One of the benefits of the Virtual I/O server is the predictability of its commands. Commands to list something start with ls and device names are prefixed with the pretty guessable -dev
In fact, I once wrote an article in praise of the VIOS command line interface (CLI).
But [language warning] boy, oh boy, do I find it confusing remembering whether I'm using the restricted shell (logged in as the user padmin) or switching to the full-blooded, no decaf, root access. You do that using the command oem_setup_env (as anyone would have guessed).
Jumping the Gate of the Restricted Shell
Now maybe, like me, you avoid damaging your VIOS environment by avoiding that oem_setup_env command. But just between you and me (and just about every other AIXer I've ever met), sometimes it's nice to have, isn't it? Like when you're playing with disk device drivers that you simply can't install or configure in the restricted shell.
It can be very frustrating remembering if you're padmin (restricted) or effectively root (oem_setup_env), so when you're logged in as padmin and run a typical root command, and then get an error, you're likely to set up an alias like this in /home/padmin/.profile
alias aix="ioscli oem_setup_env"
And then log in as padmin and run aix every time. Full shell, here we come!
Except you're not supposed to do that!
If you really, really, really have to go to the full shell, just for one command, there's another way. It's insanely obvious, which is probably why it took me 9 years even to think about it and then I didn't think about it at all. It was sent to me by John Tucker, an AIX enthusiast in the US and a reader of this blog. So a tip of the Akubra hat to you, mate.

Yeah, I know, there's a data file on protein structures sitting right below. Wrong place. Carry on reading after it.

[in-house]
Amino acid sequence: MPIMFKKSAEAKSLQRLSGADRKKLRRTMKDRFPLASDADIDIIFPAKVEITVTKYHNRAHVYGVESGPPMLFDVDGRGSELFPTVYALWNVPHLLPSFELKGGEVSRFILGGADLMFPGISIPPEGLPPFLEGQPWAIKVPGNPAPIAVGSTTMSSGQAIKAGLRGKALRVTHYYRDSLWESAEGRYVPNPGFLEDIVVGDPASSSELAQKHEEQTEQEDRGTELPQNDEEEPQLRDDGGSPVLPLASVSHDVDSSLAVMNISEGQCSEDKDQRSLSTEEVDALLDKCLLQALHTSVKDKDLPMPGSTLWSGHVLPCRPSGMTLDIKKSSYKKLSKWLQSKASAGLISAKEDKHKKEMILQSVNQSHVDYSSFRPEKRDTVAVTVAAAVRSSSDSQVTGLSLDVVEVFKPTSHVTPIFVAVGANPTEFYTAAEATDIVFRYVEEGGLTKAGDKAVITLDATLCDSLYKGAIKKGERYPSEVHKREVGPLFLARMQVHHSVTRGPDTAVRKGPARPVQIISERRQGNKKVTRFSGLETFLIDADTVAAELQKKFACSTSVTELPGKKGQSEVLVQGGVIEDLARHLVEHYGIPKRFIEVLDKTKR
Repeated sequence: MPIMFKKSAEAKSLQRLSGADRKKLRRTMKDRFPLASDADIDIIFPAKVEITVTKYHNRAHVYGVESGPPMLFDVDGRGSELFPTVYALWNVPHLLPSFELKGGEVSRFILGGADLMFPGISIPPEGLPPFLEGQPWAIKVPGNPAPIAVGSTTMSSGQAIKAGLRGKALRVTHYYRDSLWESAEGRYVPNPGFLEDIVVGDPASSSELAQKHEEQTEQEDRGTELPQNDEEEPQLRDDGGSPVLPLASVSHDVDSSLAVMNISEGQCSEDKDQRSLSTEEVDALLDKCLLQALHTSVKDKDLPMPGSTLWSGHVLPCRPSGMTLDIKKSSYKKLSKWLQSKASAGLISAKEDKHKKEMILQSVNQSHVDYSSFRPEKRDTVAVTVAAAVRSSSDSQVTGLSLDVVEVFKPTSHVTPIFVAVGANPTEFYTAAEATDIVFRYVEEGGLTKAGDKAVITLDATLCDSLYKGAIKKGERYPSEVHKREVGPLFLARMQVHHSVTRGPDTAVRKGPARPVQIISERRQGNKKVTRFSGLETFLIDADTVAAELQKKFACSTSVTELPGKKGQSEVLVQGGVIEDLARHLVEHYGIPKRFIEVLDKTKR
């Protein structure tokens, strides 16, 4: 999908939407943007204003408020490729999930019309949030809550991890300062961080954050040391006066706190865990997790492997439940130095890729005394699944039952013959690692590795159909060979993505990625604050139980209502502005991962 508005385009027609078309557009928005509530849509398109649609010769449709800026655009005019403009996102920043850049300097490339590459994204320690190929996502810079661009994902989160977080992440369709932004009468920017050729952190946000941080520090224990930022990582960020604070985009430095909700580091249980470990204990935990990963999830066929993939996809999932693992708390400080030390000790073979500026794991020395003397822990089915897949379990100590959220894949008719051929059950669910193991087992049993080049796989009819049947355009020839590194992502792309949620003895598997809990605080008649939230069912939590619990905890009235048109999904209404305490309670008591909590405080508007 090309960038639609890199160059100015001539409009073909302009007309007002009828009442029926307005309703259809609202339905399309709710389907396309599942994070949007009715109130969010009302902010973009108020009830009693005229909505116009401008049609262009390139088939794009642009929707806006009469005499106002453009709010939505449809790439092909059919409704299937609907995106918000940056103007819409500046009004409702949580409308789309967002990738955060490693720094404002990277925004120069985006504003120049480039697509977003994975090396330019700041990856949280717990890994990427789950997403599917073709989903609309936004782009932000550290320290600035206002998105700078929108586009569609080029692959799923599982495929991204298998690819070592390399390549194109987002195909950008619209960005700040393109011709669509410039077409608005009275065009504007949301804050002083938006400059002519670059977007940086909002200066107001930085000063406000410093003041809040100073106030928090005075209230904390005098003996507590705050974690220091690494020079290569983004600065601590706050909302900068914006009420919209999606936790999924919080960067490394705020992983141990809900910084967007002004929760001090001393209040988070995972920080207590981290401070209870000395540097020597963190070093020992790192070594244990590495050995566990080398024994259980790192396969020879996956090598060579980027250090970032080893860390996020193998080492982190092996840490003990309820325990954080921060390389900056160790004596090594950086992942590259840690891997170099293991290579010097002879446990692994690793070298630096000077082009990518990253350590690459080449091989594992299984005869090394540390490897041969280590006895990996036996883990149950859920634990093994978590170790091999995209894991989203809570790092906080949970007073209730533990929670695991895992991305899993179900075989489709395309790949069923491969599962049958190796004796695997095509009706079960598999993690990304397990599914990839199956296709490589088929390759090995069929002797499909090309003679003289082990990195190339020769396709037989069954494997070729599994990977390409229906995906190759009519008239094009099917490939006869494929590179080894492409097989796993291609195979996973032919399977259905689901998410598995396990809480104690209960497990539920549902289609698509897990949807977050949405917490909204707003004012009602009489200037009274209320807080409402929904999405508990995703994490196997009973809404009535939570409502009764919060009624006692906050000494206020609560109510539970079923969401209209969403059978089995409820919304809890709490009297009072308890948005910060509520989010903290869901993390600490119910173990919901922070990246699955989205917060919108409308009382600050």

when you want to run a command as root, but you're logged in the restricted shell as padmin, run the command as padmin but pipe it to oem_setup_env
So, if you want to run a command such as uptime to see how long since the last reboot, there's probably a few ways of doing this in the restricted shell, but good luck working out what they are.
You run uptime and you get a friendly message to tell you that you made a mess of it.
Sure, you could do the oem_setup_env thing and then run uptime, then exit (of course) to take you back to the restricted shell, but why not just try using the pipe?
Here's how it looks (wrong, then right):
Isn't that nice? It still doesn't exactly protect you from jumping the wall of the restricted shell and then going wild wiping out your VIOS, but at least it's keeping you more or less on the right side of the law.
Thanks again to John Tucker. I couldn't afford to send you an Akubra, John, but here's a link to the Wikipedia article on this iconic Australian headwear.